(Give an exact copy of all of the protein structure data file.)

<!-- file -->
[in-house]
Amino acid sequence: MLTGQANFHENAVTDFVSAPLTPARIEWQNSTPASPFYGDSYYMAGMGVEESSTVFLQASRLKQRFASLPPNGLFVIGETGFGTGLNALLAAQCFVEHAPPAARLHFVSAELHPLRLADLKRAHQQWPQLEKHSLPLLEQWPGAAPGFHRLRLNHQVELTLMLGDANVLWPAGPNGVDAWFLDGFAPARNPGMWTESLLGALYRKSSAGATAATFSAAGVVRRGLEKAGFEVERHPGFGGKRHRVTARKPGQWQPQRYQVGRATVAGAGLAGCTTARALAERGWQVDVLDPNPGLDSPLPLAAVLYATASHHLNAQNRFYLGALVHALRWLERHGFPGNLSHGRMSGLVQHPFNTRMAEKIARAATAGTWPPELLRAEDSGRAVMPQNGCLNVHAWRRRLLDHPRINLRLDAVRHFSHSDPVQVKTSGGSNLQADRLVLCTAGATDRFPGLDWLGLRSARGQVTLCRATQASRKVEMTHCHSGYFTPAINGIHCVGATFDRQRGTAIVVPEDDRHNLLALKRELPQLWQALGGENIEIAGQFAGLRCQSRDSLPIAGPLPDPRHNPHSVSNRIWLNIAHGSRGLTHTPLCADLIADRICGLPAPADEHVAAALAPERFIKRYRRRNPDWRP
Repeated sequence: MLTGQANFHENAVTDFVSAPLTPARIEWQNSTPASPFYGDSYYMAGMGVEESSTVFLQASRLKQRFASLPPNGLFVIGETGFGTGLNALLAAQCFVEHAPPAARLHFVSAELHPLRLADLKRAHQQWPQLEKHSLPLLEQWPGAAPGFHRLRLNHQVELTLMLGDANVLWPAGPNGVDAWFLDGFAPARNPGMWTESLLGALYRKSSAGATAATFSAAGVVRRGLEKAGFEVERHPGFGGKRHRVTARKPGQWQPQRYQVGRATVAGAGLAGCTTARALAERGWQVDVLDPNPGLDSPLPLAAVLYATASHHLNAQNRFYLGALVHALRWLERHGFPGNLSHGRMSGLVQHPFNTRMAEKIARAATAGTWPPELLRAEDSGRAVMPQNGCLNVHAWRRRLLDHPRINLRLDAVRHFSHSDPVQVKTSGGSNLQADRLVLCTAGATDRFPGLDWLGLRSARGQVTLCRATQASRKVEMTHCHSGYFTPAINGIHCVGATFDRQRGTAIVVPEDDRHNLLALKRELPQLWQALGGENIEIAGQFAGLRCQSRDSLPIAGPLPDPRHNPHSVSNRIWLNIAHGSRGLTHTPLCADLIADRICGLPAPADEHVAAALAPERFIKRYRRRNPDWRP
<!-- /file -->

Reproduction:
[in-house]
Amino acid sequence: MLTGQANFHENAVTDFVSAPLTPARIEWQNSTPASPFYGDSYYMAGMGVEESSTVFLQASRLKQRFASLPPNGLFVIGETGFGTGLNALLAAQCFVEHAPPAARLHFVSAELHPLRLADLKRAHQQWPQLEKHSLPLLEQWPGAAPGFHRLRLNHQVELTLMLGDANVLWPAGPNGVDAWFLDGFAPARNPGMWTESLLGALYRKSSAGATAATFSAAGVVRRGLEKAGFEVERHPGFGGKRHRVTARKPGQWQPQRYQVGRATVAGAGLAGCTTARALAERGWQVDVLDPNPGLDSPLPLAAVLYATASHHLNAQNRFYLGALVHALRWLERHGFPGNLSHGRMSGLVQHPFNTRMAEKIARAATAGTWPPELLRAEDSGRAVMPQNGCLNVHAWRRRLLDHPRINLRLDAVRHFSHSDPVQVKTSGGSNLQADRLVLCTAGATDRFPGLDWLGLRSARGQVTLCRATQASRKVEMTHCHSGYFTPAINGIHCVGATFDRQRGTAIVVPEDDRHNLLALKRELPQLWQALGGENIEIAGQFAGLRCQSRDSLPIAGPLPDPRHNPHSVSNRIWLNIAHGSRGLTHTPLCADLIADRICGLPAPADEHVAAALAPERFIKRYRRRNPDWRP
Repeated sequence: MLTGQANFHENAVTDFVSAPLTPARIEWQNSTPASPFYGDSYYMAGMGVEESSTVFLQASRLKQRFASLPPNGLFVIGETGFGTGLNALLAAQCFVEHAPPAARLHFVSAELHPLRLADLKRAHQQWPQLEKHSLPLLEQWPGAAPGFHRLRLNHQVELTLMLGDANVLWPAGPNGVDAWFLDGFAPARNPGMWTESLLGALYRKSSAGATAATFSAAGVVRRGLEKAGFEVERHPGFGGKRHRVTARKPGQWQPQRYQVGRATVAGAGLAGCTTARALAERGWQVDVLDPNPGLDSPLPLAAVLYATASHHLNAQNRFYLGALVHALRWLERHGFPGNLSHGRMSGLVQHPFNTRMAEKIARAATAGTWPPELLRAEDSGRAVMPQNGCLNVHAWRRRLLDHPRINLRLDAVRHFSHSDPVQVKTSGGSNLQADRLVLCTAGATDRFPGLDWLGLRSARGQVTLCRATQASRKVEMTHCHSGYFTPAINGIHCVGATFDRQRGTAIVVPEDDRHNLLALKRELPQLWQALGGENIEIAGQFAGLRCQSRDSLPIAGPLPDPRHNPHSVSNRIWLNIAHGSRGLTHTPLCADLIADRICGLPAPADEHVAAALAPERFIKRYRRRNPDWRP